Afghanistan (1954), Albania (1957), Algeria (1963), Australia (1953), Austria (1954), Azerbaijan (1996), Bahamas (1976), Bahrain (1990), Bangladesh (1985), Barbados (1976), Belarus (1956, as the Byelorussian SSR), Belgium (1962), Bolivia (1983), Bosnia and Herzegovina (1993), Brazil (1966), Cameroon (1984), Canada (1953), Chile (1995), China (1955), Croatia (1992), Cuba (1954), Cyprus (1986), Denmark (1954), Dominica (1994), Ecuador (1955), Egypt (1954), Ethiopia (1969), Fiji (1972), Finland (1954), France (1963), Germany (1973), Greece (1955), Guatemala (1983), Guinea (1963), Hungary (1958), India (1954), Iraq (1955), Ireland (1961), Israel (1955), Italy (1954), Jamaica (1964), Jordan (1959), Kazakhstan (2008), Kuwait (1963), Kyrgyzstan (1997), Lesotho (1974), Liberia (1953), Libya (1957), Madagascar (1964), Malawi (1965), Mali (1973), Malta (1966), Mauritania (1986), Mauritius (1969), Mexico (1954), Monaco (1954), Mongolia (1968), Montenegro (2006), Morocco (1959), Myanmar (1957), Nepal (1963), Netherlands (1955), New Zealand (1953), Nicaragua (1986), Niger (1964), Nigeria (1961), Norway (1957), Pakistan (1955), Paraguay (2007), Papua New Guinea (1982), Philippines (1955), Romania (1957), Russia (1956), as the Soviet Union), St Lucia (1990), St Vincent and the Grenadines (1981), Saudi Arabia (1973), Serbia (2001, as Serbia and Montenegro), Sierra Leone (1962), Solomon Islands (1981), South Africa (1953), Spain (1927), Sri Lanka (1958), Sudan (1957), Sweden (1954), Switzerland (1953), Syria (1954), Tanzania (1962), Trinidad and Tobago (1966), Tunisia (1966), Turkey (1955), Turkmenistan (1997), Uganda (1964), Ukraine (1959, as the Ukrainian SSR), United Kingdom (1953), United States (1956), Uruguay (2001), Viet Nam (1956), Yemen (1987), Zambia (1973)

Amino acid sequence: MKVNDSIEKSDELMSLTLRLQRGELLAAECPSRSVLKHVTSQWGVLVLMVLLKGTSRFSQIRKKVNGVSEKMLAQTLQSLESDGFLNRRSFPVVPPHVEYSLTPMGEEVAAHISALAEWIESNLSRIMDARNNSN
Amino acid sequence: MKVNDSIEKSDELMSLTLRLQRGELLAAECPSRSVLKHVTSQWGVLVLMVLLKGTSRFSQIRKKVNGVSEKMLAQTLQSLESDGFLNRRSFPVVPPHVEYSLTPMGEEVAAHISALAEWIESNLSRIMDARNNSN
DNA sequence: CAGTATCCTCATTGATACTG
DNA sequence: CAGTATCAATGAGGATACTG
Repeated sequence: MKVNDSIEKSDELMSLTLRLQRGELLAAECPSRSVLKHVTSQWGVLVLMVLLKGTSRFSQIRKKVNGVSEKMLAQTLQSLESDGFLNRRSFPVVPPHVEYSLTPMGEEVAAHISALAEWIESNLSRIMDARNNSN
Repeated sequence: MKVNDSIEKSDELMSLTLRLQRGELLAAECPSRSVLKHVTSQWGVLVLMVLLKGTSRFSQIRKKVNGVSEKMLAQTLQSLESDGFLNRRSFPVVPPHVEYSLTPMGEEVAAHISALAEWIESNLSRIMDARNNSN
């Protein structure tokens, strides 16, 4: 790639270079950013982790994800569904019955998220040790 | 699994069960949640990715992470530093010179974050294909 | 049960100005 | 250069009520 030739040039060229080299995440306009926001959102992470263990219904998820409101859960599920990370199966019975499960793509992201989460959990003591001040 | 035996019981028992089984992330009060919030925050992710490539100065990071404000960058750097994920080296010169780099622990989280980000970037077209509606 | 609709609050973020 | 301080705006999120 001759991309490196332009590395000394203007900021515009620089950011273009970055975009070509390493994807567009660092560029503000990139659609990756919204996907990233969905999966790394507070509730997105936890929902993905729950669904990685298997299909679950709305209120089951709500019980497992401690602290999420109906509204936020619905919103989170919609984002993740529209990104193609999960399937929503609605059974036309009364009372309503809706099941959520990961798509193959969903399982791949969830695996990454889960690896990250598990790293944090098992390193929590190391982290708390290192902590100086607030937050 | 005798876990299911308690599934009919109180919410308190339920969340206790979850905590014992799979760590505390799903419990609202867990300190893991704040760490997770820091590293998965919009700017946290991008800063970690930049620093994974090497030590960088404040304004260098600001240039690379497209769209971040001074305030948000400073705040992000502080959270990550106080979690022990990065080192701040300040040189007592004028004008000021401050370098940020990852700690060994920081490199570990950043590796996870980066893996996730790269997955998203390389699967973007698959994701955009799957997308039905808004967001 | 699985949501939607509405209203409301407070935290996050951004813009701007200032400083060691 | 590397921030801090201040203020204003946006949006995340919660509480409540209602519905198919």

The convention was amended by the protocol entering into force on 7 July 1955.
The definition of slavery was further refined and extended by a 1956 Supplementary Convention.
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The Blockade of Africa began in 1808 after the United Kingdom outlawed the Atlantic slave trade, making it illegal for British ships to transport slaves. The Royal Navy immediately established a presence off Africa to enforce the ban, called the West Africa Squadron. Although the ban initially applied only to British ships, Britain negotiated treaties with other countries to give the Royal Navy the right to intercept and search their ships for slaves. The 1807 Act Prohibiting Importation of Slaves abolished the intercontinental slave trade in the United States but the ban was not widely enforced.
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The Brussels Conference Act of 1890 was a collection of anti-slavery measures signed in Brussels on 2 July 1890 to, as the act itself puts it, "put an end to Negro Slave Trade by land as well as by sea, and to improve the moral and material conditions of existence of the native races". The negotiations for this act arose out of the Brussels Anti-Slavery Conference 1889–90. The act was specifically applicable to those countries "who have possessions or Protectorates in the conventional basin of the Congo", to the Ottoman Empire and other powers or parts who were involved in slave trade in East African coast, Indian Ocean and other areas.
Slave Trade Act is a stock short title used for legislation in the United Kingdom and the United States that relates to the slave trade.